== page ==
Residents learn through a variety of adult and child rotations, collaborative research and didactic learning.
Rotations in the Child Neurology Residency Program at Wake Forest School of Medicine are designed to allow our residents to experience all aspects of adult and child neurology while caring for diverse populations of patients. Residents work closely, often one-on-one, with attending physicians while being given the opportunity to pursue research. Electives, chosen in the second and third year of training, allow residents to delve deeply into their subspecialties of interest. During all rotations, residents continue to see patients in our weekly outpatient clinics.
Adult Neurology Rotations
To satisfy board certification requirements, each child neurology resident at the School of Medicine spends at least 12 months on adult neurology rotations at Wake Forest Baptist Health.
Residents spend approximately five months training in the adult inpatient wards during their blocks in general neurology service, stroke service and consult service. They also spend approximately three months training in the adult outpatient rotations. One month in Adult Epilepsy focuses on epilepsy monitoring unit (EMU), EEG and adult epilepsy clinic. There is time spent in other subspecialty clinics including multiple sclerosis, movement disorders, stroke, headache and cognitive. Our residents receive an early foundation in neuroradiology with a one-month block during this year.
Adult neurology training concludes with approximately one inpatient block in neuro ICU and outpatient blocks in sleep and neuromuscular medicine.
Child Neurology Rotations
Years 1, 2 and 3
Child neurology clinical training is at Brenner Children’s Hospital and Wake Forest Baptist Health, which are located on the same medical center campus. Our residents are introduced early in their training to child neurology during their first year with blocks in child neurology consult service and child neurology clinic rotation.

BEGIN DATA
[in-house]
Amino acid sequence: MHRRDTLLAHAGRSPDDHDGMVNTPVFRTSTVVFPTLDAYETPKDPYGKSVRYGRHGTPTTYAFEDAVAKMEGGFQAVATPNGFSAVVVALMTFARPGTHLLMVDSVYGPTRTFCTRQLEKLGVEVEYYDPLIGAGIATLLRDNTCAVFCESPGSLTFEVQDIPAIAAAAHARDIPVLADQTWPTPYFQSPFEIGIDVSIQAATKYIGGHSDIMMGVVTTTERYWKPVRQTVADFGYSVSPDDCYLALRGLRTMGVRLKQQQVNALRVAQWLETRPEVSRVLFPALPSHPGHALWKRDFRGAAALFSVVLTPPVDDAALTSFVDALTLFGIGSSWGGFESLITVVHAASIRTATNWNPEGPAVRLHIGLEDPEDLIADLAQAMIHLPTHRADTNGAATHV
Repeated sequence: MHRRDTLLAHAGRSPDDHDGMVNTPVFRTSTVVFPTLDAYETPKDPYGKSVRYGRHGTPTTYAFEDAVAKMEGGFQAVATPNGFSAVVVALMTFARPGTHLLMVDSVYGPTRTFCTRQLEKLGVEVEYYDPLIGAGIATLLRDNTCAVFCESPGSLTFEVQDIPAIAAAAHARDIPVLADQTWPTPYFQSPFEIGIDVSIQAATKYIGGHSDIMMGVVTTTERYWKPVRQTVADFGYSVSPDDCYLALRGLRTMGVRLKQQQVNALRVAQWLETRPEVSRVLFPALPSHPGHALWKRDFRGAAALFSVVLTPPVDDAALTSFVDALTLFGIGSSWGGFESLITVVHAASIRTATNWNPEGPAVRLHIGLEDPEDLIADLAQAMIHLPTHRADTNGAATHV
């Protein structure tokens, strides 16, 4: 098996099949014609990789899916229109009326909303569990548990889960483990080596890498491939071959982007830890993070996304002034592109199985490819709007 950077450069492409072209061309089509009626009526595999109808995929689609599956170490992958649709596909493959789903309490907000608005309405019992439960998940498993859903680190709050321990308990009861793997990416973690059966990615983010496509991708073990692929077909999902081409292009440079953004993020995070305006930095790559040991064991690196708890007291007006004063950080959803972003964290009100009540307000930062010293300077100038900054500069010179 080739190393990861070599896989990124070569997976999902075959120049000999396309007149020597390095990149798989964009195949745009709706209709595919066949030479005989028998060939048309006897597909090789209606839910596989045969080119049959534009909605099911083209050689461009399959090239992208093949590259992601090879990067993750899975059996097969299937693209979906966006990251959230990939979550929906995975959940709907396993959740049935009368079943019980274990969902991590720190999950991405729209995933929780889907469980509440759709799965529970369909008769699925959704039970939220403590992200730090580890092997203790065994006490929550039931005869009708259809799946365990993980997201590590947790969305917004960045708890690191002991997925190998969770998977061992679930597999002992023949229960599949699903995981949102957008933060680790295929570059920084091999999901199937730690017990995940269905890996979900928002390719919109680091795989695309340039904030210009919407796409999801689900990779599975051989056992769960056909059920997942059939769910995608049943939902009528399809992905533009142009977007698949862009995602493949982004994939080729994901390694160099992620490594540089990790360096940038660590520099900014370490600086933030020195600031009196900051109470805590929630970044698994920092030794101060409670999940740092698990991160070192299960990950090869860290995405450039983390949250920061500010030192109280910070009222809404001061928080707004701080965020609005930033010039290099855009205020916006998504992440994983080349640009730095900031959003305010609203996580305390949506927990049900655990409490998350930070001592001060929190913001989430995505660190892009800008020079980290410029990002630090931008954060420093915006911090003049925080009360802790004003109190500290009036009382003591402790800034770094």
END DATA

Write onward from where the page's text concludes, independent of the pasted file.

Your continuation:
Additional Rotations include:
- Inpatient Child Neurology Rotation (Years 1, 2, 3)
- Outpatient Child Neurology Rotations (Year 1, 2, 3)
- Child Epilepsy Rotation (Year 1)
- Neurophysiology (Year 2)
- Child Neurorehab Rotation (Year 2)
- Inpatient Child Psychiatry (Year 3)
- Child Neurosurgery (Year 3)
- Neuroscience (Year 3)
- Neuropathology (Year 3)
- Elective Rotations (Year 2, 3)
For a full overview and rotation descriptions please download the Child Neurology Residency Curriculum Guide.
Adult Neurology Call
Our residents do not have any adult in-house call throughout their three years of training. They participate in back-up home-call for code strokes to support adult neurology residents on weekends.
Child Neurology Call
Our residents participate in home-call only on the weekends for new child neurology consults and cover the patient calls after they are triaged by a nurse. The percentage of calls is highest in Year 1, decreasing each year. When residents see a patient in the ED, they are responsible for triaging the problem, and if the patient requires a consult, they will formulate a differential diagnosis and plan of management that they will discuss with the on-call child neurology attending.